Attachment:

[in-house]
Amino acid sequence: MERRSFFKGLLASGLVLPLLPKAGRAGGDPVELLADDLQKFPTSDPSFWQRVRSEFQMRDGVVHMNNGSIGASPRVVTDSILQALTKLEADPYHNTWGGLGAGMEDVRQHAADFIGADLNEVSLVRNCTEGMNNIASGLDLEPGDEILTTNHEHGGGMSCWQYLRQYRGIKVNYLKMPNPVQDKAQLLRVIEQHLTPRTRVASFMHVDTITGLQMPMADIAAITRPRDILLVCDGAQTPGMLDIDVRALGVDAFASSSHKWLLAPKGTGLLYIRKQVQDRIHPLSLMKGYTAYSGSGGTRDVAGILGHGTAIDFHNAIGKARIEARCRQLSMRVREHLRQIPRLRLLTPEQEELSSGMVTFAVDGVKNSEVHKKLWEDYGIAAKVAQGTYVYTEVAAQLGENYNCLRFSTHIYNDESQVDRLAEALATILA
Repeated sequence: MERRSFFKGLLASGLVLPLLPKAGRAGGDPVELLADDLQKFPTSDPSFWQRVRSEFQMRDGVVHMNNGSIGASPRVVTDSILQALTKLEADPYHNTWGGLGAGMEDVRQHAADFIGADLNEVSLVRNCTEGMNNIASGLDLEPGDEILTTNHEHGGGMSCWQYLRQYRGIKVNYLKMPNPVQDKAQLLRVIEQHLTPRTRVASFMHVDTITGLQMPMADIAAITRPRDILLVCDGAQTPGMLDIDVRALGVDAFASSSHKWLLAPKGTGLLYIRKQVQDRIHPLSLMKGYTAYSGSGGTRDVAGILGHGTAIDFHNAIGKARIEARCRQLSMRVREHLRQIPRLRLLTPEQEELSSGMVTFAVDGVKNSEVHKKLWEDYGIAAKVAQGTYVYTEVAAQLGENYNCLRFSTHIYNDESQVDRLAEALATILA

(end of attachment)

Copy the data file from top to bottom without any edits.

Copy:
[in-house]
Amino acid sequence: MERRSFFKGLLASGLVLPLLPKAGRAGGDPVELLADDLQKFPTSDPSFWQRVRSEFQMRDGVVHMNNGSIGASPRVVTDSILQALTKLEADPYHNTWGGLGAGMEDVRQHAADFIGADLNEVSLVRNCTEGMNNIASGLDLEPGDEILTTNHEHGGGMSCWQYLRQYRGIKVNYLKMPNPVQDKAQLLRVIEQHLTPRTRVASFMHVDTITGLQMPMADIAAITRPRDILLVCDGAQTPGMLDIDVRALGVDAFASSSHKWLLAPKGTGLLYIRKQVQDRIHPLSLMKGYTAYSGSGGTRDVAGILGHGTAIDFHNAIGKARIEARCRQLSMRVREHLRQIPRLRLLTPEQEELSSGMVTFAVDGVKNSEVHKKLWEDYGIAAKVAQGTYVYTEVAAQLGENYNCLRFSTHIYNDESQVDRLAEALATILA
Repeated sequence: MERRSFFKGLLASGLVLPLLPKAGRAGGDPVELLADDLQKFPTSDPSFWQRVRSEFQMRDGVVHMNNGSIGASPRVVTDSILQALTKLEADPYHNTWGGLGAGMEDVRQHAADFIGADLNEVSLVRNCTEGMNNIASGLDLEPGDEILTTNHEHGGGMSCWQYLRQYRGIKVNYLKMPNPVQDKAQLLRVIEQHLTPRTRVASFMHVDTITGLQMPMADIAAITRPRDILLVCDGAQTPGMLDIDVRALGVDAFASSSHKWLLAPKGTGLLYIRKQVQDRIHPLSLMKGYTAYSGSGGTRDVAGILGHGTAIDFHNAIGKARIEARCRQLSMRVREHLRQIPRLRLLTPEQEELSSGMVTFAVDGVKNSEVHKKLWEDYGIAAKVAQGTYVYTEVAAQLGENYNCLRFSTHIYNDESQVDRLAEALATILA